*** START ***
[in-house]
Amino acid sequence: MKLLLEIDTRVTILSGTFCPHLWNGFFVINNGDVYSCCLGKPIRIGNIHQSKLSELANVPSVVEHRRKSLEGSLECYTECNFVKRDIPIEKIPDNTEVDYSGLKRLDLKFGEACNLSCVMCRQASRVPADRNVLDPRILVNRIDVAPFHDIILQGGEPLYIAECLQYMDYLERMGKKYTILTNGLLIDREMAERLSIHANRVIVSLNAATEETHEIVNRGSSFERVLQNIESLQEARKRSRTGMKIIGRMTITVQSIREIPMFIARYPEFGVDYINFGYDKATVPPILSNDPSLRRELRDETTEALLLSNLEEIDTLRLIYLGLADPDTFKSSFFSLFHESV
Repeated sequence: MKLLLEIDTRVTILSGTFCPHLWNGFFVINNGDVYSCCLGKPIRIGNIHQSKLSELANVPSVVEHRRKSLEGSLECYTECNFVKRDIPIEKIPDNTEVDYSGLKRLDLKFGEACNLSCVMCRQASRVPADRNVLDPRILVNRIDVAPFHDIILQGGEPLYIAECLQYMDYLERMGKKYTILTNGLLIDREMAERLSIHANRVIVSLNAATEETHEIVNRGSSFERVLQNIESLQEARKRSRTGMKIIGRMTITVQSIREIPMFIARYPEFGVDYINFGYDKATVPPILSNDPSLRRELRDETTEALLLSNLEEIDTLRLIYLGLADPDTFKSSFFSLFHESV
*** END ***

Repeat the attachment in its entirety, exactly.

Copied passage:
[in-house]
Amino acid sequence: MKLLLEIDTRVTILSGTFCPHLWNGFFVINNGDVYSCCLGKPIRIGNIHQSKLSELANVPSVVEHRRKSLEGSLECYTECNFVKRDIPIEKIPDNTEVDYSGLKRLDLKFGEACNLSCVMCRQASRVPADRNVLDPRILVNRIDVAPFHDIILQGGEPLYIAECLQYMDYLERMGKKYTILTNGLLIDREMAERLSIHANRVIVSLNAATEETHEIVNRGSSFERVLQNIESLQEARKRSRTGMKIIGRMTITVQSIREIPMFIARYPEFGVDYINFGYDKATVPPILSNDPSLRRELRDETTEALLLSNLEEIDTLRLIYLGLADPDTFKSSFFSLFHESV
Repeated sequence: MKLLLEIDTRVTILSGTFCPHLWNGFFVINNGDVYSCCLGKPIRIGNIHQSKLSELANVPSVVEHRRKSLEGSLECYTECNFVKRDIPIEKIPDNTEVDYSGLKRLDLKFGEACNLSCVMCRQASRVPADRNVLDPRILVNRIDVAPFHDIILQGGEPLYIAECLQYMDYLERMGKKYTILTNGLLIDREMAERLSIHANRVIVSLNAATEETHEIVNRGSSFERVLQNIESLQEARKRSRTGMKIIGRMTITVQSIREIPMFIARYPEFGVDYINFGYDKATVPPILSNDPSLRRELRDETTEALLLSNLEEIDTLRLIYLGLADPDTFKSSFFSLFHESV